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LIPOVA: Arad county, Banat-Crisana region PDF Print E-mail

 

Alternate name: LIPA. Located at 46°05' 21°42' in Arad county, Banat-Crisana region, 30 miles east on the highway from Arad to Bucharest (No. 7). When you reach Logosului 12, you will find a farmhouse with a metal gate. Enter the farmer's field (about 300-400 meters). There, you will find the remains of the old Lipa Jewish Cemetery. A few hundred graves date from the 19th century through the 1980s. Most graves are dated before the 1940s with only a few after the 1980s. Some of the graves have already sunk into the ground, but some are still in good condition. There is a mausoleum that was recently renovated by relatives. Contact was made through Mrs. Loewinger, the head of the Jewish Community in Arad, Rumania. [source?]

 

LIPOVA I: Arad County, Transylvania
The cemetery is located at Lipova, Lugojului Str., 12, 2875, judet Arad, 4605 2142, 19.6 miles ESE of Arad. Alternate name: Lippa (Hungarian), Lipa. Present town population is 5,000-25,000 with fewer than 10 Jews.

  • Mayor Gherman Petru, Lipova, N. Balcescu Str., no. 18, phone: +40-57-561394
  • The Jewish Community of Arad, 10, Tribunul Dobra Str., 2900 Arad, Romania. Tel. +40-57-281310
  • The Federation of the Jewish Communities of Romania, Sf. Vineri Str., no 9-11, Sector 3, Bucharest, Romania.
  • "Dr. Moshe Carmilly" Institute for Hebrew and Jewish History, Universitatii Str., no. 7-9, room 61, 3400 Cluj Napoca, Romania, director: Ladislau Gyemant, This e-mail address is being protected from spambots. You need JavaScript enabled to view it
  • Key holder and caretaker: Modiga Eugenia, Lugojului Str., no. 12, Lipova, 2875, Romania
  • The 1880 Jewish population by census was 215 and from 1910 was 362. The unlandmarked Orthodox cemetery was established in 19th century. Last known burial was around 1950. The isolated urban flat land has no sign or marker. Reached via private property, access is open to all. A fence with a gate that locks surrounds the site. Approximate pre- and post-WWII size is 100 m x 20 m. 100-500 stones are visible, all in original location. All gravestones are in original location. Less than 25% of the stones are toppled or broken. Vegetation overgrowth in the cemetery is not a problem. Water drainage is a constant problem. No special sections.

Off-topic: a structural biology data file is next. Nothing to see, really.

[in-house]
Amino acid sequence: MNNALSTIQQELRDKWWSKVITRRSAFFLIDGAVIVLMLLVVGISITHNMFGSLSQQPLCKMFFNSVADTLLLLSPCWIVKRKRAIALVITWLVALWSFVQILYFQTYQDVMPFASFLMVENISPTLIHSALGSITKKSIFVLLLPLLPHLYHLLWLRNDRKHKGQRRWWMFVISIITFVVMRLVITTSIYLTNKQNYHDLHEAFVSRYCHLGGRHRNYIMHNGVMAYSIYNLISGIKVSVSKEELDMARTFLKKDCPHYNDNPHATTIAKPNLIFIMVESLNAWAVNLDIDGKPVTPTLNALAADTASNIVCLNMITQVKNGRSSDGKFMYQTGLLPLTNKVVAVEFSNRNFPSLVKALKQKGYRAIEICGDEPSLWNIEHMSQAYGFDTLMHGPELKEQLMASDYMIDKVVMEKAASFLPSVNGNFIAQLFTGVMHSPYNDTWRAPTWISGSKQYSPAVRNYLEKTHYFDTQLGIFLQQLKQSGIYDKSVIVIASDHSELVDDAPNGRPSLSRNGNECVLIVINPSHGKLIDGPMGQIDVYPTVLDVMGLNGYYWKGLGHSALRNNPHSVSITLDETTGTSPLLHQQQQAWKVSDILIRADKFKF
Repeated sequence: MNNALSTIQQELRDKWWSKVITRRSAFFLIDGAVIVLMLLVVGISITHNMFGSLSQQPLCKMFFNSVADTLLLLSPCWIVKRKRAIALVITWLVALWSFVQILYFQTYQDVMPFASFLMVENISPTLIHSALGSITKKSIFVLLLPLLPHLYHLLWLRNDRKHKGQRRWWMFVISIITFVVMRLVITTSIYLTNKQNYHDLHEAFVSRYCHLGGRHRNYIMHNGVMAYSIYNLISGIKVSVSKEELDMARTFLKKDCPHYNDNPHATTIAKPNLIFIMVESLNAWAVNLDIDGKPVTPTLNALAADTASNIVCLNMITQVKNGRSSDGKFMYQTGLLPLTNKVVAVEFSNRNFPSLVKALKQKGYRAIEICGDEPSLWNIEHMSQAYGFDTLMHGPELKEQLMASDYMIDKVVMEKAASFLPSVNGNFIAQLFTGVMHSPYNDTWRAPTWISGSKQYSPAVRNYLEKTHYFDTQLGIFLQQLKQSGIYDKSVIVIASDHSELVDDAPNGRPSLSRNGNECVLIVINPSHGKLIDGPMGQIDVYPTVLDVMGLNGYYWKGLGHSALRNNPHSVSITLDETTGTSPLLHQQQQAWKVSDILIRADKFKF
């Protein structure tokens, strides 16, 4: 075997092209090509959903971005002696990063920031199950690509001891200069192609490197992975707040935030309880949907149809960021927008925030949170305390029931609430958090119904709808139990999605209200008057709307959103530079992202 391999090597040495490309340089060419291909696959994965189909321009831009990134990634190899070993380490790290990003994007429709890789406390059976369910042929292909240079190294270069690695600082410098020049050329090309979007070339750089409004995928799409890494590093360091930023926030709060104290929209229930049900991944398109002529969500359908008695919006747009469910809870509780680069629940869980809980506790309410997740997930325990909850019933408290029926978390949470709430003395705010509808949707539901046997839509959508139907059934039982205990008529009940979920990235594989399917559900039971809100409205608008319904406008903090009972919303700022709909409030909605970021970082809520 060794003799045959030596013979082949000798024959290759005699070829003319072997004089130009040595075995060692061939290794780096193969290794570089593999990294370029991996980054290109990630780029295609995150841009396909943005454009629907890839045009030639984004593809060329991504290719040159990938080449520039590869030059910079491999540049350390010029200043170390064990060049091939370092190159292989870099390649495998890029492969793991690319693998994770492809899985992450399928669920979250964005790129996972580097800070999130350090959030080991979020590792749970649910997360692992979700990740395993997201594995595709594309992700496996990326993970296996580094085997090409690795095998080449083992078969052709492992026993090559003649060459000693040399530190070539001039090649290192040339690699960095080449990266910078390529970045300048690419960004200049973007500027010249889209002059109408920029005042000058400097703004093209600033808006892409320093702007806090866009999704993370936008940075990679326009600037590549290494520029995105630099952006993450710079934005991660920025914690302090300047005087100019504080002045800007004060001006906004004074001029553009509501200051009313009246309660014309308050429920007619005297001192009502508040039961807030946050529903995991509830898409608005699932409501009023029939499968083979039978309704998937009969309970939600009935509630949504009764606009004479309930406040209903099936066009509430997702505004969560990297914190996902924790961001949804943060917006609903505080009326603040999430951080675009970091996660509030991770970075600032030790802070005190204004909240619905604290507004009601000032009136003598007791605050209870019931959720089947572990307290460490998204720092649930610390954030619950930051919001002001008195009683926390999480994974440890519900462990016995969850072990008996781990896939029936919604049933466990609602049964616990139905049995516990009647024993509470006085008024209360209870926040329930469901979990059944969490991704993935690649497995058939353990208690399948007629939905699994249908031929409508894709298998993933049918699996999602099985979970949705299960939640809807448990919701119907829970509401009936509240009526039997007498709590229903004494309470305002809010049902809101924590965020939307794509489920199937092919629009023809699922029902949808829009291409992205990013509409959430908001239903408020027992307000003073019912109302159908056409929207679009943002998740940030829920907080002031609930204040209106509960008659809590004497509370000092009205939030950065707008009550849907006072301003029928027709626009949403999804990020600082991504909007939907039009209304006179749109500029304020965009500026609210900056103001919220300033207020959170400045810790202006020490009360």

The oldest known gravestone dates from 19th century. The 19th and 20th century marble, granite, sandstone, and "other" boulders, flat shaped, and smoothed and inscribed gravestones have Hebrew, Hungarian, and Romanian inscriptions. Some have metallic elements other than bronze or iron. No known mass graves.

    A private individual/s owns the property used for an orchard. Adjacent properties are agricultural. Rarely, private Jewish or non-Jewish visitors stop. The never vandalized cemetery maintenance has been clearing vegetation. Current care is regular unpaid caretaker. Within the limits of the cemetery is an ohel and columns. Vegetation is a moderate threat.

    Assistant Professor Alexandru Pecican, Almasului Str., Bl. R1, apt. 14, 3400 Cluj-Napoca
    completed the survey on August 30, 2000 using the following documentation:

    • Coriolan Suciu, Dicţionar istoric al localităţilor din Transilvania, I-II, Bucharest, 1968
    • Marki Sandor, Arad varmegye es Arad szabad kiralyi varos tortenete, Arad, 1895
    • 1880 census, Bucharest, Edit. Staff, 1999.
    • Carmilly-Weinberger, Moshe. History of the Jews of Transylvania (1623-1944), Bucharest, 1994 (in Romanian)

    He visited the site August 27, 2000 and interviewed Modiga Eugenia. [January 2003]
    LIPOVA II
    The cemetery is located in Lipova, Marasesti Str., 5, 2875, judet Arad, Romania.

  • Key holder and caretaker: Stoiconi Avram, Marasesti Str., no. 5, Lipova, 2875, Romania
  • The 1880 Jewish population by census was 215 and by 1910 census was 362. The unlandmarked Orthodox cemetery was established in 19th century. Last known burial was around 1950

    The isolated urban hillside has no sign or marker. Reached by a public road, access is open to all. A masonry wall with a non-locking gate surrounds the site. Approximate pre- and post-WWII size is 1 hectare 100-500 stones are visible. 20-100 stones are not in original location. 25%-50% of the stones are toppled or broken. Vegetation overgrowth in the cemetery is a constant problem damaging stones. Water drainage is a constant problem. No special sections.

    The oldest known gravestone dates from 19th century. The 19th and 20th century marble and "other" material memorial markers are common gravestones with Hebrew inscriptions. No known mass graves. A private individual owns the property used for. orchard. Adjacent properties are agricultural. Rarely, private Jewish or non-Jewish visitors stop. The never vandalized cemetery maintenance has been clearing vegetation. Current care is regular unpaid caretaker. Vegetation is a moderate threat.

    Assistant Professor Alexandru Pecican, Almasului Str., Bl. R1, apt. 14, 3400 Cluj-Napoca
    completed the survey on August 30, 2000 using the following documentation:

    • Coriolan Suciu, Dicţionar istoric al localităţilor din Transilvania, I-II, Bucharest, 1968
    • Marki Sandor, Arad varmegye es Arad szabad kiralyi varos tortenete, Arad, 1895
    • 1880 census, Bucharest, Edit. Staff, 1999.
    • Carmilly-Weinberger, Moshe. History of the Jews of Transylvania (1623-1944), Bucharest, 1994 (in Romanian)

    He visited the site August 27, 2000 and interviewed Stoiconi Avram. [January 2003]

    Last Updated on Friday, 23 January 2009 15:22
     
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